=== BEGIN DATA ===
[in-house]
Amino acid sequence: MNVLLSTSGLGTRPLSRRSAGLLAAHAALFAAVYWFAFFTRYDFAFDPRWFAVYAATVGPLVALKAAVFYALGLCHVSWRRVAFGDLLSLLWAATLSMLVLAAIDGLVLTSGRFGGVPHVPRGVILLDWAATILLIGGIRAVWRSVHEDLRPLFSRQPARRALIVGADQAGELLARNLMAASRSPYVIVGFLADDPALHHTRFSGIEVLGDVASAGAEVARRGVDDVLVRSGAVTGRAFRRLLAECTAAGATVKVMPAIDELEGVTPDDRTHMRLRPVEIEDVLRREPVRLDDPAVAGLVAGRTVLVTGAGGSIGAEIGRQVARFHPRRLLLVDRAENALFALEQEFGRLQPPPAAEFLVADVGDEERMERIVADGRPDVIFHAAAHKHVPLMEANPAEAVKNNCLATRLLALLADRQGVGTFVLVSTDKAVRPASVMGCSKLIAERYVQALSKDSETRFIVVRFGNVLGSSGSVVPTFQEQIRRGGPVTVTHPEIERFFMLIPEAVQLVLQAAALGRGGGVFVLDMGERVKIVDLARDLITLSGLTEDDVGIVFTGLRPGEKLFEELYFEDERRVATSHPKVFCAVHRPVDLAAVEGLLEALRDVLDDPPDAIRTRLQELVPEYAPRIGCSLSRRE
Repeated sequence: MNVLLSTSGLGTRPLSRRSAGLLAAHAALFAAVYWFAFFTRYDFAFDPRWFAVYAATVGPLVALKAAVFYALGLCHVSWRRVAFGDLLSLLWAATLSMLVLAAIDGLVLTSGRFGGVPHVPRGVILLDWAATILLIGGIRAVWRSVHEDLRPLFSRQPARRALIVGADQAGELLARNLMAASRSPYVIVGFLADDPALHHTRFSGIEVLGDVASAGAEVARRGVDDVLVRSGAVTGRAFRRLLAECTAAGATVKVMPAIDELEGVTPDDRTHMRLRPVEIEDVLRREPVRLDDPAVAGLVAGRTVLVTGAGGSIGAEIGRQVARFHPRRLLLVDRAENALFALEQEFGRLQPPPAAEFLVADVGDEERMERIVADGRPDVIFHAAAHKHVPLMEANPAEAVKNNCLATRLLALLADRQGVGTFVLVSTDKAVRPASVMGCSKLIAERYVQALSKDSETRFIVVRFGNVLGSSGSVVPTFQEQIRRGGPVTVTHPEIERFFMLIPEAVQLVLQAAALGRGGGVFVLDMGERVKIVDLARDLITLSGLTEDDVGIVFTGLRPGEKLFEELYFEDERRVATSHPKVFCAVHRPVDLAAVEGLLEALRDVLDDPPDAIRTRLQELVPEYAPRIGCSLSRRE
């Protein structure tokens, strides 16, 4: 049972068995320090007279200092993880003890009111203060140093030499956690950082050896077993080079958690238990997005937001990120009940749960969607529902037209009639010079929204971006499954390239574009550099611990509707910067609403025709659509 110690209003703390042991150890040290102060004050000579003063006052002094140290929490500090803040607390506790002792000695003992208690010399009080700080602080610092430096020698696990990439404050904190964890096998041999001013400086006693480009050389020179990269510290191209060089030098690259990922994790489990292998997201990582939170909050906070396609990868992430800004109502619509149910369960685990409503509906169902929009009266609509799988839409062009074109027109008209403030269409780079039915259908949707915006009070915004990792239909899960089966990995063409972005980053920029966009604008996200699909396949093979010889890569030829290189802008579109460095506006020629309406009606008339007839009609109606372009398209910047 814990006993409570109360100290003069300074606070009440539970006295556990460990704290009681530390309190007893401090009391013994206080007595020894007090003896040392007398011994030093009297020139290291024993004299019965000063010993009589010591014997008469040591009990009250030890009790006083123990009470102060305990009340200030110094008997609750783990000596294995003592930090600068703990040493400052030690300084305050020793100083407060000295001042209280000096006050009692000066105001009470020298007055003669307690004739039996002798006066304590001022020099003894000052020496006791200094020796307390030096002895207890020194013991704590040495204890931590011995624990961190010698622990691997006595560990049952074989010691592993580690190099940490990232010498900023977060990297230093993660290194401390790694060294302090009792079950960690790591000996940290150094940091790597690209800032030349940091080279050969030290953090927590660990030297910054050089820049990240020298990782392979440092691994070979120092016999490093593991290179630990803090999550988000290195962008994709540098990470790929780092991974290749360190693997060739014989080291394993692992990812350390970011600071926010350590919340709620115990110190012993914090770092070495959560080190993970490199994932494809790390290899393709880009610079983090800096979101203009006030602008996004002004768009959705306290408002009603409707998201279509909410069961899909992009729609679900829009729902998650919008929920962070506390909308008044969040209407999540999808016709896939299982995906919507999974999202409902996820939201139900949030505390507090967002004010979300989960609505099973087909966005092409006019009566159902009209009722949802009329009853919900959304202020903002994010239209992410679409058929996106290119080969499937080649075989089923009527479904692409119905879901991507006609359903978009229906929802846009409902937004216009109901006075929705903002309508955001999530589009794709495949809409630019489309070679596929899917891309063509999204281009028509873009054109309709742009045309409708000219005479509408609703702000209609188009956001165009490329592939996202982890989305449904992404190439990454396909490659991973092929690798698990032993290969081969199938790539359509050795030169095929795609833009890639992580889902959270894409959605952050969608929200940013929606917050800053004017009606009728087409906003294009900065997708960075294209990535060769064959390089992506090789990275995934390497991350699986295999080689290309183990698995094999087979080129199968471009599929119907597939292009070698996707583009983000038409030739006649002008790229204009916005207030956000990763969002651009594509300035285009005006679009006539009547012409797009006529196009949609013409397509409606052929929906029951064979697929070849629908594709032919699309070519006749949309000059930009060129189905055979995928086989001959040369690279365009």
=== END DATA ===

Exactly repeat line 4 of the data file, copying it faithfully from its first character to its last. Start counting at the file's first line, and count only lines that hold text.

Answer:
């Protein structure tokens, strides 16, 4: 049972068995320090007279200092993880003890009111203060140093030499956690950082050896077993080079958690238990997005937001990120009940749960969607529902037209009639010079929204971006499954390239574009550099611990509707910067609403025709659509 110690209003703390042991150890040290102060004050000579003063006052002094140290929490500090803040607390506790002792000695003992208690010399009080700080602080610092430096020698696990990439404050904190964890096998041999001013400086006693480009050389020179990269510290191209060089030098690259990922994790489990292998997201990582939170909050906070396609990868992430800004109502619509149910369960685990409503509906169902929009009266609509799988839409062009074109027109008209403030269409780079039915259908949707915006009070915004990792239909899960089966990995063409972005980053920029966009604008996200699909396949093979010889890569030829290189802008579109460095506006020629309406009606008339007839009609109606372009398209910047 814990006993409570109360100290003069300074606070009440539970006295556990460990704290009681530390309190007893401090009391013994206080007595020894007090003896040392007398011994030093009297020139290291024993004299019965000063010993009589010591014997008469040591009990009250030890009790006083123990009470102060305990009340200030110094008997609750783990000596294995003592930090600068703990040493400052030690300084305050020793100083407060000295001042209280000096006050009692000066105001009470020298007055003669307690004739039996002798006066304590001022020099003894000052020496006791200094020796307390030096002895207890020194013991704590040495204890931590011995624990961190010698622990691997006595560990049952074989010691592993580690190099940490990232010498900023977060990297230093993660290194401390790694060294302090009792079950960690790591000996940290150094940091790597690209800032030349940091080279050969030290953090927590660990030297910054050089820049990240020298990782392979440092691994070979120092016999490093593991290179630990803090999550988000290195962008994709540098990470790929780092991974290749360190693997060739014989080291394993692992990812350390970011600071926010350590919340709620115990110190012993914090770092070495959560080190993970490199994932494809790390290899393709880009610079983090800096979101203009006030602008996004002004768009959705306290408002009603409707998201279509909410069961899909992009729609679900829009729902998650919008929920962070506390909308008044969040209407999540999808016709896939299982995906919507999974999202409902996820939201139900949030505390507090967002004010979300989960609505099973087909966005092409006019009566159902009209009722949802009329009853919900959304202020903002994010239209992410679409058929996106290119080969499937080649075989089923009527479904692409119905879901991507006609359903978009229906929802846009409902937004216009109901006075929705903002309508955001999530589009794709495949809409630019489309070679596929899917891309063509999204281009028509873009054109309709742009045309409708000219005479509408609703702000209609188009956001165009490329592939996202982890989305449904992404190439990454396909490659991973092929690798698990032993290969081969199938790539359509050795030169095929795609833009890639992580889902959270894409959605952050969608929200940013929606917050800053004017009606009728087409906003294009900065997708960075294209990535060769064959390089992506090789990275995934390497991350699986295999080689290309183990698995094999087979080129199968471009599929119907597939292009070698996707583009983000038409030739006649002008790229204009916005207030956000990763969002651009594509300035285009005006679009006539009547012409797009006529196009949609013409397509409606052929929906029951064979697929070849629908594709032919699309070519006749949309000059930009060129189905055979995928086989001959040369690279365009």